That's a false statement -- or, I suppose, a misleading one. The reason that distributing a covered work outside the terms of the GPL is a copyright violation is because the GPL grants you a conditional license to use and copy the covered work. But it's still a license, and the original creator still maintains copyright. The way that copyright kicks in when you violate the GPL isn't that different from the way that it would kick in if you used or distributed commercial software in violation of its EULA -- let's not forget that copyright is also the reason that it's illegal to re-distribute commercial software in violation of it's EULA.

The GPL doesn't purport to cover usage of software, and this is the key difference between a EULA and the GPL.


It does, actually:
2. Basic Permissions.

All rights granted under this License are granted for the term of copyright on the Program, and are irrevocable provided the stated conditions are met. This License explicitly affirms your unlimited permission to run the unmodified Program. The output from running a covered work is covered by this License only if the output, given its content, constitutes a covered work. This License acknowledges your rights of fair use or other equivalent, as provided by copyright law.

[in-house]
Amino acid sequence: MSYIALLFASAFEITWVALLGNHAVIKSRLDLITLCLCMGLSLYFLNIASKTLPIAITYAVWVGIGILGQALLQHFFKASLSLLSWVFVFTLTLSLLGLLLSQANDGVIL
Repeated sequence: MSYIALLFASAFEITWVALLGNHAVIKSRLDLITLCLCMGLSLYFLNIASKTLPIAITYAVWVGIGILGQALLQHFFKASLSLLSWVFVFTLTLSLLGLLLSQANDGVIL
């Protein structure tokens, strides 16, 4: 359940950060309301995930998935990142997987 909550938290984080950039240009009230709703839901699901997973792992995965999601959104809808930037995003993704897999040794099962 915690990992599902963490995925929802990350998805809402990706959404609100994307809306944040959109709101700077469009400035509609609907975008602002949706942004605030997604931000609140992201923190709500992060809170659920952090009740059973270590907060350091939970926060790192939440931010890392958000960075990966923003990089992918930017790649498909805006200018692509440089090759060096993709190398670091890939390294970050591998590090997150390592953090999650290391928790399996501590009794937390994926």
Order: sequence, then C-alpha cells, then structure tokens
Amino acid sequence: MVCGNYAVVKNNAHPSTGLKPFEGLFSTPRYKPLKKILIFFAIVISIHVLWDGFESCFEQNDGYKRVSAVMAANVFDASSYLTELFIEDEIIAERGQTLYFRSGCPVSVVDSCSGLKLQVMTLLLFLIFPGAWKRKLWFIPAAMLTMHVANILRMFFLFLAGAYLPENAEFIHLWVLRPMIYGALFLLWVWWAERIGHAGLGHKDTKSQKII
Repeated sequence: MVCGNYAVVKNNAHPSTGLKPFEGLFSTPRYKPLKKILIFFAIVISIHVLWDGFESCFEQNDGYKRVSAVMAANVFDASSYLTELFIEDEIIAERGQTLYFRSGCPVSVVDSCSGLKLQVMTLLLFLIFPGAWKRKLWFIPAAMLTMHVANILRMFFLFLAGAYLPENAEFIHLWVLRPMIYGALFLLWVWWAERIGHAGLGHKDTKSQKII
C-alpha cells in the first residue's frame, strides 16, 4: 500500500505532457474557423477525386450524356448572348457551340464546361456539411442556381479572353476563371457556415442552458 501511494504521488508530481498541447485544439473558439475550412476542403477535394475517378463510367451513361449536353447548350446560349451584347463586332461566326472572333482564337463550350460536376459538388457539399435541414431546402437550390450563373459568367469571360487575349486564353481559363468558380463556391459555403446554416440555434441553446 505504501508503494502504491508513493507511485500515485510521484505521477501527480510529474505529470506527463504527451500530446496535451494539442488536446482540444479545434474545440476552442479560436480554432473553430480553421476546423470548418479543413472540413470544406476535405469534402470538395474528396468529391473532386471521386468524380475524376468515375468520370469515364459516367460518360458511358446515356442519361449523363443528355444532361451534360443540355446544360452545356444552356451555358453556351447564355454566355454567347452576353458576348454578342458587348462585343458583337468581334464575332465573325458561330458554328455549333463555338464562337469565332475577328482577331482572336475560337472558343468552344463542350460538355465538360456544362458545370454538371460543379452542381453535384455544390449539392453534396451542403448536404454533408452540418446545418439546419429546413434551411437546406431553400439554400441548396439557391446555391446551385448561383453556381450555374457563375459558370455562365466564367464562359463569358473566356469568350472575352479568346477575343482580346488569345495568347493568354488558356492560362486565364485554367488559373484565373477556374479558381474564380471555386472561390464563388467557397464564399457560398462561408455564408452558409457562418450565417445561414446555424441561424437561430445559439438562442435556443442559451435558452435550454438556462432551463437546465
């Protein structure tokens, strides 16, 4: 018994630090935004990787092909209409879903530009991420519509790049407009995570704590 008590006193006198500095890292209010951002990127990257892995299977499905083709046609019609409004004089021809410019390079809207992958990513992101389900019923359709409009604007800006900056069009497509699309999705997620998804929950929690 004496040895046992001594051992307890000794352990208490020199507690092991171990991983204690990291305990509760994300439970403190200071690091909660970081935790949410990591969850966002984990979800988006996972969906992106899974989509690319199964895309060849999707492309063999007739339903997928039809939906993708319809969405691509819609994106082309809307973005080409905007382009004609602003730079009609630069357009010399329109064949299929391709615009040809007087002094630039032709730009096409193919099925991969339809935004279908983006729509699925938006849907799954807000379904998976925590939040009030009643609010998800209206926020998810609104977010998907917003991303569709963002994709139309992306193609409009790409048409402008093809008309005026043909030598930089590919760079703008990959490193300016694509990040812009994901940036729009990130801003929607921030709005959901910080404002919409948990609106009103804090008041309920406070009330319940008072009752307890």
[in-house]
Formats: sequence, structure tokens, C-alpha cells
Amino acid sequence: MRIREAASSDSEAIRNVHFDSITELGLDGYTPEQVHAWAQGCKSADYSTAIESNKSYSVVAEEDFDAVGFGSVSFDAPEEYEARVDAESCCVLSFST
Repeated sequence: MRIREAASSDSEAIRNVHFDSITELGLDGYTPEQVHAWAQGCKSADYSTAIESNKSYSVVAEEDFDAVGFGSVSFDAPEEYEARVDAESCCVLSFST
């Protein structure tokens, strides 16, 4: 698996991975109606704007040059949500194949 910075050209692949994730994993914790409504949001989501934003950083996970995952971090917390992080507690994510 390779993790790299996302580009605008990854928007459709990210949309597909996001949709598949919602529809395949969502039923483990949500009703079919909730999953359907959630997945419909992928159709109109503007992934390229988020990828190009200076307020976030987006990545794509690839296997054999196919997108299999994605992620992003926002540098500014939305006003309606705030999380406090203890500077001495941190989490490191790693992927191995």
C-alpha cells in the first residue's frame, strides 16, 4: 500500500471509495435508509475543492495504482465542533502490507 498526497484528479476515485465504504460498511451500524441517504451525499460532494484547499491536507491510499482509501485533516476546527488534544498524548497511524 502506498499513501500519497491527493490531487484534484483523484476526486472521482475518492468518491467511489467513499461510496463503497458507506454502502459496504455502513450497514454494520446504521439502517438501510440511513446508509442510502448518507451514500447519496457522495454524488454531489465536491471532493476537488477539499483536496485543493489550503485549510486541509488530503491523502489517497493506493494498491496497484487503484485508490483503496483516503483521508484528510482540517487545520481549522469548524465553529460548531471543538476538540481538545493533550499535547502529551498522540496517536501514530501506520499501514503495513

You may make, run and propagate covered works that you do not convey, without conditions so long as your license otherwise remains in force. You may convey covered works to others for the sole purpose of having them make modifications exclusively for you, or provide you with facilities for running those works, provided that you comply with the terms of this License in conveying all material for which you do not control copyright. Those thus making or running the covered works for you must do so exclusively on your behalf, under your direction and control, on terms that prohibit them from making any copies of your copyrighted material outside their relationship with you.

Conveying under any other circumstances is permitted solely under the conditions stated below. Sublicensing is not allowed; section 10 makes it unnecessary.


Emphasis mine. Granted, it doesn't have much to say about usage, but it does indeed cover the topic. Section... 9, I think, is also pertinent, and I'll edit it in later.